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The Mackerel Plaza: A Novel

275 pages7 hours


An irresistible comedy about faith, desire, and middle-class morality from the man described by Kingsley Amis as “the funniest serious writer to be found on either side of the Atlantic”

Pity the poor reverend Andrew Mackerel of the People’s Liberal Church of Avalon, Connecticut. His is the first split-level church in America, a bastion of modern thought and sophisticated virtue, yet even his prosperous parishioners are not immune to the backsliding evangelism infecting other parts of the country. One misguided congregant wants to sing hymns to hospital patients. Another goes so far as to put up a billboard with the message “Jesus Saves” written in phosphorescent green-and-orange letters. How is Mackerel supposed to write sermons with a vulgarity like that staring him in the face?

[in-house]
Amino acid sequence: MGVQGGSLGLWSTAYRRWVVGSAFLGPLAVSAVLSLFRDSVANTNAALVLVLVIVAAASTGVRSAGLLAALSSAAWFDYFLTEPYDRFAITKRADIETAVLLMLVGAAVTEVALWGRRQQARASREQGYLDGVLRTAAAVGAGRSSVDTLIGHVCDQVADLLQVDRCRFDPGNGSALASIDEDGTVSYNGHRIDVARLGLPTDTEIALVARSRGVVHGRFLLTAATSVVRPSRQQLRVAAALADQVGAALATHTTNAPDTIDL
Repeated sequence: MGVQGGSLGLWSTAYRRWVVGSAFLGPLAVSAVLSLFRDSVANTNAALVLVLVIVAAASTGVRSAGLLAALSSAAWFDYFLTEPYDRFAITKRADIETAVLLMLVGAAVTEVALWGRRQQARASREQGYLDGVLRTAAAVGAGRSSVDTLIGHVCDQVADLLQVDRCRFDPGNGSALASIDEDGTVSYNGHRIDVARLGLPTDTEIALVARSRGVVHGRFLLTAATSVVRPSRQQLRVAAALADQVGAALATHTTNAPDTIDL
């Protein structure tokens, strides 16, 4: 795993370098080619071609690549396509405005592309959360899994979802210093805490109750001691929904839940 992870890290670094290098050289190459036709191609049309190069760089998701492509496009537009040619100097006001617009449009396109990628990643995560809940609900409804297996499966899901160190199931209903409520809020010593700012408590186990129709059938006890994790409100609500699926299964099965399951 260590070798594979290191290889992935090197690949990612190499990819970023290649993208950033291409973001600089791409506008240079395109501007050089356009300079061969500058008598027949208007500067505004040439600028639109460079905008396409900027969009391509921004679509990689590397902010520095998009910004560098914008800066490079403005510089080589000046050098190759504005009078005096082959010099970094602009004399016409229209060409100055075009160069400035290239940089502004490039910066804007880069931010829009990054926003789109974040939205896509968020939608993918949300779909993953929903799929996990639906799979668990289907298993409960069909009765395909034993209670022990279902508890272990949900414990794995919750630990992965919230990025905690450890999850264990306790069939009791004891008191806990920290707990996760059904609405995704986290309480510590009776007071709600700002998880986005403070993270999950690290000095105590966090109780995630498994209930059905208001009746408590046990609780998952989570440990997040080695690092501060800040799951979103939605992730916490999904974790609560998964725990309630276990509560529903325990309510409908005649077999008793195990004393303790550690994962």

Worse yet, the recently widowed pastor has fallen in love with Molly Calico, a former actress turned city hall clerk, well before the church is ready to stop mourning Mackerel’s saintly wife. Plans are under way for a shopping mall and memorial plaza commemorating the dear departed, and Mackerel must go to ever-greater lengths to keep his new romance a secret and his new paramour happy. Meanwhile, it is becoming clear that his devoted sister-in-law, Hester, has plans of her own when it comes to the reverend’s matrimonial future.

As Mackerel twists and turns to get what he wants and avoid what he does not, the plot of this rollicking portrait of suburban piety kicks into high—and hilarious—gear.

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